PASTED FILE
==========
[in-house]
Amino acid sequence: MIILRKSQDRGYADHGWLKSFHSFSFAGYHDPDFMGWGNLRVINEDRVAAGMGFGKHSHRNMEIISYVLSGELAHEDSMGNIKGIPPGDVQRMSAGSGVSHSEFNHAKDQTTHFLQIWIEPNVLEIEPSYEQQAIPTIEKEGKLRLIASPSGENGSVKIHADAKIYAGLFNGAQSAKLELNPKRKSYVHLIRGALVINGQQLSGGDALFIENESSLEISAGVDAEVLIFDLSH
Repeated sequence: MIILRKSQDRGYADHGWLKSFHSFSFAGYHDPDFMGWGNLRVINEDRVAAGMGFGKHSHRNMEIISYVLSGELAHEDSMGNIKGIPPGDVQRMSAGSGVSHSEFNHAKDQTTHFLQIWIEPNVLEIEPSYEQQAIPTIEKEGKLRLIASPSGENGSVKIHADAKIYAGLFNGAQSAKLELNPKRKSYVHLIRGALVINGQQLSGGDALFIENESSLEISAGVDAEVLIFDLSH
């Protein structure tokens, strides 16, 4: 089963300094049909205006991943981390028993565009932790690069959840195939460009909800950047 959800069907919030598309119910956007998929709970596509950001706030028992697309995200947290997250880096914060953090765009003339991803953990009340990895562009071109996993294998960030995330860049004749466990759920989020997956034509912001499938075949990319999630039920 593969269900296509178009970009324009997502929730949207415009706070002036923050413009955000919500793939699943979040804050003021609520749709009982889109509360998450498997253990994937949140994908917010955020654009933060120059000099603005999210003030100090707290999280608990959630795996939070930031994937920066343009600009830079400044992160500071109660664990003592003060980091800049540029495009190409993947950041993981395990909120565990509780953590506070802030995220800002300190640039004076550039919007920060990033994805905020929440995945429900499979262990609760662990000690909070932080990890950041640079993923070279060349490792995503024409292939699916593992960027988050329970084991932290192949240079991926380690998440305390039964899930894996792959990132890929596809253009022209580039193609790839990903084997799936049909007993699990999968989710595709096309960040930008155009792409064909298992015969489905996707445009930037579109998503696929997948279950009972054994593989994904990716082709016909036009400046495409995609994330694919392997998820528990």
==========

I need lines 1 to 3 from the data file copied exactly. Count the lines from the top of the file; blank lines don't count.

[in-house]
Amino acid sequence: MIILRKSQDRGYADHGWLKSFHSFSFAGYHDPDFMGWGNLRVINEDRVAAGMGFGKHSHRNMEIISYVLSGELAHEDSMGNIKGIPPGDVQRMSAGSGVSHSEFNHAKDQTTHFLQIWIEPNVLEIEPSYEQQAIPTIEKEGKLRLIASPSGENGSVKIHADAKIYAGLFNGAQSAKLELNPKRKSYVHLIRGALVINGQQLSGGDALFIENESSLEISAGVDAEVLIFDLSH
Repeated sequence: MIILRKSQDRGYADHGWLKSFHSFSFAGYHDPDFMGWGNLRVINEDRVAAGMGFGKHSHRNMEIISYVLSGELAHEDSMGNIKGIPPGDVQRMSAGSGVSHSEFNHAKDQTTHFLQIWIEPNVLEIEPSYEQQAIPTIEKEGKLRLIASPSGENGSVKIHADAKIYAGLFNGAQSAKLELNPKRKSYVHLIRGALVINGQQLSGGDALFIENESSLEISAGVDAEVLIFDLSH